Who knew that the word ‘grace’ is inextricably tied to Thanksgiving?
But doesn’t it make complete sense that a psalm of Thanksgiving is the testimony to answered prayer? Your Thanksgiving gathering will no doubt be so much more than the meal, but the specific giving of thanks for all the many blessings, the divine responses to your prayers, of the past year,
The Hebrew for ‘thanksgiving’ is todhah and its Greek equivalent is eucharistia. Todhah comes from the verb that includes praise, as in ‘to give thanks’. So many of our Thanksgiving Psalms begin with such a refrain, reminding us of– and building our ongoing confidence in –God’s delivering and saving power. For example, Psalm 111.
*1 Praise the Lord!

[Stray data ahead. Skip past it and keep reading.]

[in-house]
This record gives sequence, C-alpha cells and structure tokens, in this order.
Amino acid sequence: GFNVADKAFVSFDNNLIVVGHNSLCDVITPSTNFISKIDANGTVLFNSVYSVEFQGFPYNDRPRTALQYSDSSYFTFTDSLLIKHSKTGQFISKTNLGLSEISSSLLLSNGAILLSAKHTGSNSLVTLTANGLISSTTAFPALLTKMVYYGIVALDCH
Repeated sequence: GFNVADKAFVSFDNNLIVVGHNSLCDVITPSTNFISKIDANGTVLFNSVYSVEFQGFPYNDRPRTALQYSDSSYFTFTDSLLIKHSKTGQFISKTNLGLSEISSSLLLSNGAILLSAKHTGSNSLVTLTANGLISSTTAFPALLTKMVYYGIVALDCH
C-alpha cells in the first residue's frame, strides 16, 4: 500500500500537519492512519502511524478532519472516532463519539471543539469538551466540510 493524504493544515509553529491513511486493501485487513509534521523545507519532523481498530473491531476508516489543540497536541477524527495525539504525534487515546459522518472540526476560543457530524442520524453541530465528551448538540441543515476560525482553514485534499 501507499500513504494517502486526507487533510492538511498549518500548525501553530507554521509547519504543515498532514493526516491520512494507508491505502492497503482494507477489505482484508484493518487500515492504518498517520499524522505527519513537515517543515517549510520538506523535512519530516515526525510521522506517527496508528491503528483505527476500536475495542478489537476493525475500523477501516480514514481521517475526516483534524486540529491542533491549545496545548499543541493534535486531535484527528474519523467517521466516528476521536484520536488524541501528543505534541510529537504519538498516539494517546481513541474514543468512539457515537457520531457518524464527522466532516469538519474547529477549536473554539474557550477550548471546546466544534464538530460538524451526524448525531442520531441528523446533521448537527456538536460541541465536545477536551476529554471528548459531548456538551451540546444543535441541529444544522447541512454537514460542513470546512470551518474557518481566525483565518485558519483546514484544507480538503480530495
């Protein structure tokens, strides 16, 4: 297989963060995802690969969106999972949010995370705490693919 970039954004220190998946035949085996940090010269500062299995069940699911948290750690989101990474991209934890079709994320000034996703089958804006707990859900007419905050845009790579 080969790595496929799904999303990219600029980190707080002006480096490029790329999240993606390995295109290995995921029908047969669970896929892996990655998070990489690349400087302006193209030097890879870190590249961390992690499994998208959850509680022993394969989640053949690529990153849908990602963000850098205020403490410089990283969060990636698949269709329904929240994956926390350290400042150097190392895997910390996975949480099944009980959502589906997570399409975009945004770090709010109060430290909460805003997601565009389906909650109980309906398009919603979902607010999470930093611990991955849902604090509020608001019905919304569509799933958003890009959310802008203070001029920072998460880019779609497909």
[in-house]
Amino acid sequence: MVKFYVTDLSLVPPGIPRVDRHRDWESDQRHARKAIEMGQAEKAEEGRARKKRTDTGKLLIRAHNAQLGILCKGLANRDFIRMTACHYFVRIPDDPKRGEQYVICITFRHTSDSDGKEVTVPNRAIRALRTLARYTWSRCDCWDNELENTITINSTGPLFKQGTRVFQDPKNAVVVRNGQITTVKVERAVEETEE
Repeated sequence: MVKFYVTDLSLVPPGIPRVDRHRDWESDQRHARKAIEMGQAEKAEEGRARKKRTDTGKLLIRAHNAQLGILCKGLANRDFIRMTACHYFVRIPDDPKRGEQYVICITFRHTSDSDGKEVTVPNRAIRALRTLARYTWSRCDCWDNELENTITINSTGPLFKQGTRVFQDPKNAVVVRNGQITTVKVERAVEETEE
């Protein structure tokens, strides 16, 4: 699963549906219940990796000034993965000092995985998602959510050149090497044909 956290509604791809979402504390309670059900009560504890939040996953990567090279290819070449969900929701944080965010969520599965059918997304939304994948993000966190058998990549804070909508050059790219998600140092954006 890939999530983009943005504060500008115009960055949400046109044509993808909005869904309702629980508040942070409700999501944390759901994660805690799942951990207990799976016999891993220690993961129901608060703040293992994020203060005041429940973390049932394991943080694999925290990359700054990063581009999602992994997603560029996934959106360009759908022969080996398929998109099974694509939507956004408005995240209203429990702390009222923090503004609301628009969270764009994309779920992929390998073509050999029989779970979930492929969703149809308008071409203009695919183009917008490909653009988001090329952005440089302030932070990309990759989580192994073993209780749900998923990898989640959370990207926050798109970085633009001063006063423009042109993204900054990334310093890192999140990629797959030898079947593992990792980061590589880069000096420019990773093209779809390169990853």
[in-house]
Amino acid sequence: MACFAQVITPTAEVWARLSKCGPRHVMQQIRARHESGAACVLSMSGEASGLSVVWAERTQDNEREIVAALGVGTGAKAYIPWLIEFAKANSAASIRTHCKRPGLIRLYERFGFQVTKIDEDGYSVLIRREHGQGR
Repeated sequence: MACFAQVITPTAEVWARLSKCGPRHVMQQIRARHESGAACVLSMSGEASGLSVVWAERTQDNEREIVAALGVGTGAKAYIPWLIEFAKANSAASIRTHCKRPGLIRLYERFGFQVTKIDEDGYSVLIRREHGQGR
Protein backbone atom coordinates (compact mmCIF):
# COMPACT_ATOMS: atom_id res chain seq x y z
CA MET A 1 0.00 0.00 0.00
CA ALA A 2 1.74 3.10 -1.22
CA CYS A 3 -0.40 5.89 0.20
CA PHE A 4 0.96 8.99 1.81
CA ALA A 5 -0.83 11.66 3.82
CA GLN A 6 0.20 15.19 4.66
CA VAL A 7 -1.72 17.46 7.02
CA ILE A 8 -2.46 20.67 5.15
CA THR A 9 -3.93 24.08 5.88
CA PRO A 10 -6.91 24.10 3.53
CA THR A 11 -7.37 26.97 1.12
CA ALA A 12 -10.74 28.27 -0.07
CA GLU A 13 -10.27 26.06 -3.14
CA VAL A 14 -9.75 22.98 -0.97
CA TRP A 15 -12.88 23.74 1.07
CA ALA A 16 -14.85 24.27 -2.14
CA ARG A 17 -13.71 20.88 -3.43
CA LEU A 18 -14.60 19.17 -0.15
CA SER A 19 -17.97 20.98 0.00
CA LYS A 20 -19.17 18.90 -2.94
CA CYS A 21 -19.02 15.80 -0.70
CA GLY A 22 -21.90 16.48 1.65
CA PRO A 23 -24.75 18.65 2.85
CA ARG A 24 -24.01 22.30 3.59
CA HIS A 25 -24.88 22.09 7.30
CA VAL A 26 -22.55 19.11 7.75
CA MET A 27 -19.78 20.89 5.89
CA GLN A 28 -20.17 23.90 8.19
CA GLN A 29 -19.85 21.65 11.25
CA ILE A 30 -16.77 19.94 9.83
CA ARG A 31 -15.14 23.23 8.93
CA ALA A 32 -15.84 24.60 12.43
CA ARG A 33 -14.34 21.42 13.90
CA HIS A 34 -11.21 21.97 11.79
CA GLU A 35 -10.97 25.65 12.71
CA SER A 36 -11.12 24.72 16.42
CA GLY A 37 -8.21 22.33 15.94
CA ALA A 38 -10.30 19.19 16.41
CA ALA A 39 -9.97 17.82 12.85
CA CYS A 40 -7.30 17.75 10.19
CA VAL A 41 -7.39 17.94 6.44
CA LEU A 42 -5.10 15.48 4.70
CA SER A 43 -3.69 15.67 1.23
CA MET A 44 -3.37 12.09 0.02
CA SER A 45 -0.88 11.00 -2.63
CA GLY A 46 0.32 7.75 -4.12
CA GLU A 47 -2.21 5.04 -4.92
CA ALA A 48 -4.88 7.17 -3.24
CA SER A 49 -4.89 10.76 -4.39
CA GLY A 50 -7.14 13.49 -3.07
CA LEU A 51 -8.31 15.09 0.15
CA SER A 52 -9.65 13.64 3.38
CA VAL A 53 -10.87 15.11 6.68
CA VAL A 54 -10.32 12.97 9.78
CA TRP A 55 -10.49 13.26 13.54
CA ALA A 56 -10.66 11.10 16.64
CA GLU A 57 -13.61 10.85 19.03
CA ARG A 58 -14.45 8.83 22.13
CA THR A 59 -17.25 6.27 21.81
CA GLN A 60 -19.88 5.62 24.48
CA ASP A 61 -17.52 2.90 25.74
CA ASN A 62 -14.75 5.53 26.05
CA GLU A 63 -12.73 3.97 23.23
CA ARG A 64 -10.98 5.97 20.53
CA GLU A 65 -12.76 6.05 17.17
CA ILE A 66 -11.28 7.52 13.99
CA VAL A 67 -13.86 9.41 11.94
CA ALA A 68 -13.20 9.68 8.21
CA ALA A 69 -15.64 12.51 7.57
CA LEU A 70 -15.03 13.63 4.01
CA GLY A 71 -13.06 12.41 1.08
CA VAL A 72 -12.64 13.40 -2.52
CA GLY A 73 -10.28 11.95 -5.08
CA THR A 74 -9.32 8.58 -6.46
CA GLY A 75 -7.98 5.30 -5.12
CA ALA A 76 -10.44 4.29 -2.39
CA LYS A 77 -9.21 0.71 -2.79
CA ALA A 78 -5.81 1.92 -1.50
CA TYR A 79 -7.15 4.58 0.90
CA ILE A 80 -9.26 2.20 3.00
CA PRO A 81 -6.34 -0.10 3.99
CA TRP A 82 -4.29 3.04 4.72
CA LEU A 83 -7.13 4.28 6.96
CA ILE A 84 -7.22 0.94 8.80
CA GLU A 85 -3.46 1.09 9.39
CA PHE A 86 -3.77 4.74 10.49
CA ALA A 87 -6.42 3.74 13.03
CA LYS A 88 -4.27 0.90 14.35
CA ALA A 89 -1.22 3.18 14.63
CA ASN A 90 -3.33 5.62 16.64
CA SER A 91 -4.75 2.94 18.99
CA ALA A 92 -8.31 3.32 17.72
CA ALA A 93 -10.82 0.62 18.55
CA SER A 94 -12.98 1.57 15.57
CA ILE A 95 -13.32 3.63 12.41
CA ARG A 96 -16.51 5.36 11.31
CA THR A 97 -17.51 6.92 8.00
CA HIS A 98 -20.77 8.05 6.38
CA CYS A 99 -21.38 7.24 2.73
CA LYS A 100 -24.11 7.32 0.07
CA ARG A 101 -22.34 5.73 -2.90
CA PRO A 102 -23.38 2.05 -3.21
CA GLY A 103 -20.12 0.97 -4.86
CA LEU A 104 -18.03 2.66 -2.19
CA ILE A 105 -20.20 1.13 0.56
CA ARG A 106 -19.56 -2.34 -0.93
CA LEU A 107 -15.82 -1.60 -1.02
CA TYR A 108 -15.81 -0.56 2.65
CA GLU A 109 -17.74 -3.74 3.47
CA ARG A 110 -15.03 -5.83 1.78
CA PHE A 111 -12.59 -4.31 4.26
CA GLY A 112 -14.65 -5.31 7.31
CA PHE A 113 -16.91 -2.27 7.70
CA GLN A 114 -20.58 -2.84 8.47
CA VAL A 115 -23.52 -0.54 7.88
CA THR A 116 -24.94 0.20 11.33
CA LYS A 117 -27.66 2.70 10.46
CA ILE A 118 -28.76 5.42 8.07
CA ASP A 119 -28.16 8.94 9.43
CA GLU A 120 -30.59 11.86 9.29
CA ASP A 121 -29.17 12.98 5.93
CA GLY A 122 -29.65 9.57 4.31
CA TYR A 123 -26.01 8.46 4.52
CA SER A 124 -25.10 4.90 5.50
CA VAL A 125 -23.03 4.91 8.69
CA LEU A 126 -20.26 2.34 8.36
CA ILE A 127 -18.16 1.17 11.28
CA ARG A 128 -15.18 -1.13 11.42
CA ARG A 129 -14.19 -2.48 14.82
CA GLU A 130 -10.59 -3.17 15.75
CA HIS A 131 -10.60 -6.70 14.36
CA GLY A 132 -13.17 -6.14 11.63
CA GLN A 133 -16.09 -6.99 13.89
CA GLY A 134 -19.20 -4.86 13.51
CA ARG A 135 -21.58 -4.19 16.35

I will thank the Lord with all my heart
as I meet with his godly people.
2 How amazing are the deeds of the Lord!
All who delight in him should ponder them.
Holy Bible: New Living Translation. Carol Stream, IL: Tyndale House Publishers.
That Hebrew word, eucharistia, was originally used in a secular context and meant ‘an attitude of thankfulness.’ So at the Last Supper when Jesus gives thanks over the food, the event eventually became known as the Sacrament, or the Eucharist.
In the New Testament Greek, that word eucharistia is built around ‘charis’ or grace. Here is the essence of the Biblical covenant starting with Abraham and blazing its way through the Scriptures: that God gives grace and we in turn give thanks. What a rhythm for our lives: the spiritual equivalent of inhaling and exhaling, the beautiful acknowledgment of God’s showering love, and our never-ending gratitude for that fact.
Perhaps you too have a family tradition that the main meal begins with a round of thanks by everyone at the table. Talk about a feast – and way before the turkey!